Tau has had a lot thrown at him lately.
At the moment, the 3-year-old Australian cattle dog — a blue heeler — who hails from Ohio is training on Hilton Head Island’s beaches so he can go work on Maui.
Where he will sniff out sea turtle nests.
If he takes to the gig.
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“We threw a lot at him when we first went to Hilton Head,” Athena Haus — the dog’s trainer — said Tuesday morning of the two-day orientation session she facilitated during the July 4 holiday with Tau and handler Cheryl King. “We went from a small swab of cloacal fluid to, now, a whole nest. Which is overwhelming.”
Haus has been training dogs for two decades. Her specialty: search and rescue dogs that find people, dead or alive. The cloacal fluid? That’s the stuff that lubricates the eggs, allowing them to slide out of a female turtle.
“That’s why (Tau’s) here, to be able to identify that (cloacal fluid) smell on Hilton Head,” said Amber Kuehn, who directs the Coastal Discovery Museum’s Sea Turtle Protection Project on the island. “Because we have a lot of that smell around here right now.”
Because we have a lot of that smell around here right now.
It’s been a record nesting season on Hilton Head this year — 373 nests as of Tuesday morning, according to Kuehn.
There won’t be as many nests in Maui.
On average there are fewer than 20 nesting female turtles a year on Hawaii’s shores, said King, a marine biologist who’s leading this year’s night patrols on Hilton Head and who directs a Hawaii-based program similar to Kuehn’s. There might be just 100 nests annually on the island chain, King said.
And the Hawaiian turtles are hawksbills, a critically endangered species.
“The nesting areas are really remote, and the nests themselves are very discrete,” King said, adding that the tide will wash away turtle tracks, which makes it harder to locate nests.
Tau, whose Australian Aboriginal name means “sunset,” will hopefully be able to pinpoint those nests. For now, though, he’s feeling his way through the dark.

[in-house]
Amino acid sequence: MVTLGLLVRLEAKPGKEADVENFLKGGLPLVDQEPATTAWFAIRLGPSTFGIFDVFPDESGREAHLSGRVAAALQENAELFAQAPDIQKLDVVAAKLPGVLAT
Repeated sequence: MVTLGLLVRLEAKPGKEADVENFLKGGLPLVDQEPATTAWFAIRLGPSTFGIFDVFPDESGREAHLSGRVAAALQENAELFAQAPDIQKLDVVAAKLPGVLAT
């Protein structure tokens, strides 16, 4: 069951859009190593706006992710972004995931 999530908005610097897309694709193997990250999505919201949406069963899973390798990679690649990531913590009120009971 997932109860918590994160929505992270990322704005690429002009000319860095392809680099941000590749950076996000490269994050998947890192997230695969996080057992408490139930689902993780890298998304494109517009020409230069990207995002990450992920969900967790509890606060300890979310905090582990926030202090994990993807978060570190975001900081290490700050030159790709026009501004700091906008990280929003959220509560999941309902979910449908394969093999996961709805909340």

“We’re kind of going a little slow with actually connecting him with what we want him to do, which is finding the nest without any help,” King said. “I’m not a dog trainer — I’m a marine biologist — which is probably one of the shortfalls of this mission.”
I’m not a dog trainer — I’m a marine biologist — which is probably one of the shortfalls of this mission.
But she said the dog has potential. He’s good with children and people, and he likes riding the beach on an ATV.
There aren’t many beaches in Ohio, and even fewer sea turtles.
Tau, who was part of a litter Haus rescued, began his training three years ago. He started out trying to locate box turtles. He graduated to Q-tips, swabs of cloacal fluid Haus obtained with the help of a marine biologist at Disney World and the state of Florida.
Now, he’s able to be around the turtles while they’re nesting and pick up on their scent.
But that scent can get trapped in beach grass, Haus said. The wind can throw him off. It’s the beach, after all — a new environment.
The learning process, a partnership between dog and handler, will take some time.
“If he gets the concept down in Hilton Head, he’ll be set up for greatness,” King said. “And we could fail.”
But, she said, she’s optimistic.
Tau is easing into coastal life. He’s getting used to the noise from the beach renourishment construction equipment. And he’s adapted to living with Kuehn — King’s college classmate — and her two dogs.
Tau was crate trained in Ohio. Potty trained, too.
But he’s had a few accidents in Kuehn’s house on the island.
He’s working on it, though.
One more change he’s overcoming.
One more thing he’s learning.